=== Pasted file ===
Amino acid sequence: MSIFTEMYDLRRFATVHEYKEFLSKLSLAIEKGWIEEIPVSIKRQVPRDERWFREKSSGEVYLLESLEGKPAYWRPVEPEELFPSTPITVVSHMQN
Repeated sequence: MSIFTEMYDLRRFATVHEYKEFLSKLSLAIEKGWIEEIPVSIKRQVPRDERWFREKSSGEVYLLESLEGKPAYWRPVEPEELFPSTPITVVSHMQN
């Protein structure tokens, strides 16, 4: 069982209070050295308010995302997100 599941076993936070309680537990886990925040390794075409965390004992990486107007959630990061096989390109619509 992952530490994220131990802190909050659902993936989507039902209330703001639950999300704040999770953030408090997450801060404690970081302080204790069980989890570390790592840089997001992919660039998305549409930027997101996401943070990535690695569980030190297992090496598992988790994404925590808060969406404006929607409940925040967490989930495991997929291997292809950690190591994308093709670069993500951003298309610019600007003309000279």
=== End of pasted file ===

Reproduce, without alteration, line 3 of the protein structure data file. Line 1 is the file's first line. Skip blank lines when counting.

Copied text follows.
């Protein structure tokens, strides 16, 4: 069982209070050295308010995302997100 599941076993936070309680537990886990925040390794075409965390004992990486107007959630990061096989390109619509 992952530490994220131990802190909050659902993936989507039902209330703001639950999300704040999770953030408090997450801060404690970081302080204790069980989890570390790592840089997001992919660039998305549409930027997101996401943070990535690695569980030190297992090496598992988790994404925590808060969406404006929607409940925040967490989930495991997929291997292809950690190591994308093709670069993500951003298309610019600007003309000279």